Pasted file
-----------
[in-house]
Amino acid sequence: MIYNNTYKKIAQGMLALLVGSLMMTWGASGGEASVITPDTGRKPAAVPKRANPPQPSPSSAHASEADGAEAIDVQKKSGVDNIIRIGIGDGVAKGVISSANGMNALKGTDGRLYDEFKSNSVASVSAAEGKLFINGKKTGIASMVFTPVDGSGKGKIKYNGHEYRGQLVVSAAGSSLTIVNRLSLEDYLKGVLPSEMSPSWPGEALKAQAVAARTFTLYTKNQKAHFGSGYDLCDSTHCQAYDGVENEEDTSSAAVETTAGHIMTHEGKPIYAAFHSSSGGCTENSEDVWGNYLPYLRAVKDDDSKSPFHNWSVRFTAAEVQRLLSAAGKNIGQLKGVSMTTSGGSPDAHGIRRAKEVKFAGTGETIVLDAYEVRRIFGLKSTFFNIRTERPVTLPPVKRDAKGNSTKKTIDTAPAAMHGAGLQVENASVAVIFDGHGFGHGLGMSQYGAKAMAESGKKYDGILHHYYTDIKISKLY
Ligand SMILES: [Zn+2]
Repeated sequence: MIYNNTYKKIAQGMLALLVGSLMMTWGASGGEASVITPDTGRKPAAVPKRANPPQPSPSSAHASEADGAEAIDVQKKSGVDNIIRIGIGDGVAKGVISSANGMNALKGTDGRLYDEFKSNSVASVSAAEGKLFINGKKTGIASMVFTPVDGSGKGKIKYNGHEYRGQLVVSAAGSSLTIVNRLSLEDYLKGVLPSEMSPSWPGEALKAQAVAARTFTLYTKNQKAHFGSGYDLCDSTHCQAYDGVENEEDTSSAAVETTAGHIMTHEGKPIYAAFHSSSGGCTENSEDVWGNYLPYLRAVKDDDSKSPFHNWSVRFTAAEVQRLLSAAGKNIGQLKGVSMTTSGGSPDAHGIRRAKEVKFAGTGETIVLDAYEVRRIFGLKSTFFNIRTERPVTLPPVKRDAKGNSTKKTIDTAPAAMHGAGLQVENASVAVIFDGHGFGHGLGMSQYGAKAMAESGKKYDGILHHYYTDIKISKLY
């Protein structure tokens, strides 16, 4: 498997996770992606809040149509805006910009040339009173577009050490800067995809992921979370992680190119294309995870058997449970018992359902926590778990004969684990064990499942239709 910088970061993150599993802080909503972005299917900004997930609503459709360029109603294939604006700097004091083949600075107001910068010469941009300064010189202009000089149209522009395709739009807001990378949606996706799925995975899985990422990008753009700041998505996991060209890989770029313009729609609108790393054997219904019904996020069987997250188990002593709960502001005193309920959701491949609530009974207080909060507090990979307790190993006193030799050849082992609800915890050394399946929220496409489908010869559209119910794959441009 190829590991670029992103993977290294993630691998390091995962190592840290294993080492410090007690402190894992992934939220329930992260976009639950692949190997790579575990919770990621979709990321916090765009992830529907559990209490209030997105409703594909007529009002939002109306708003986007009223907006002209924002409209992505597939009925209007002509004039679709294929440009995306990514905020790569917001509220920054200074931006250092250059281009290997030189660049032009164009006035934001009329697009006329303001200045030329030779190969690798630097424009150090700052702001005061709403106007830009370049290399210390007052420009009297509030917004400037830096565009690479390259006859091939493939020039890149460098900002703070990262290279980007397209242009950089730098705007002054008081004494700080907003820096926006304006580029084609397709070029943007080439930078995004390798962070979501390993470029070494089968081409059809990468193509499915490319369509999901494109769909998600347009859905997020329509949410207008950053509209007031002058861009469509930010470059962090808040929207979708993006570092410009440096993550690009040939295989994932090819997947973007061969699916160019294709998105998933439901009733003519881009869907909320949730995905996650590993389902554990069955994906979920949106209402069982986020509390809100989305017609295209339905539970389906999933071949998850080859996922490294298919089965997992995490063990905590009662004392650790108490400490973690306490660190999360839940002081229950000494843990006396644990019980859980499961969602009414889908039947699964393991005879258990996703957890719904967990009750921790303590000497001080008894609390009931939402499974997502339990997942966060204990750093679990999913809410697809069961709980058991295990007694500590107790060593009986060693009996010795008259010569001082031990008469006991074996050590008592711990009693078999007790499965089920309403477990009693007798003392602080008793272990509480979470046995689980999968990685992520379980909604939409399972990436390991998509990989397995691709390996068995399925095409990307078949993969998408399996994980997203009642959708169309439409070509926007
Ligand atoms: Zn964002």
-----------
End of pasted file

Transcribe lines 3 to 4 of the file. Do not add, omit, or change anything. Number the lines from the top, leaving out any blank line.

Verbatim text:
Ligand SMILES: [Zn+2]
Repeated sequence: MIYNNTYKKIAQGMLALLVGSLMMTWGASGGEASVITPDTGRKPAAVPKRANPPQPSPSSAHASEADGAEAIDVQKKSGVDNIIRIGIGDGVAKGVISSANGMNALKGTDGRLYDEFKSNSVASVSAAEGKLFINGKKTGIASMVFTPVDGSGKGKIKYNGHEYRGQLVVSAAGSSLTIVNRLSLEDYLKGVLPSEMSPSWPGEALKAQAVAARTFTLYTKNQKAHFGSGYDLCDSTHCQAYDGVENEEDTSSAAVETTAGHIMTHEGKPIYAAFHSSSGGCTENSEDVWGNYLPYLRAVKDDDSKSPFHNWSVRFTAAEVQRLLSAAGKNIGQLKGVSMTTSGGSPDAHGIRRAKEVKFAGTGETIVLDAYEVRRIFGLKSTFFNIRTERPVTLPPVKRDAKGNSTKKTIDTAPAAMHGAGLQVENASVAVIFDGHGFGHGLGMSQYGAKAMAESGKKYDGILHHYYTDIKISKLY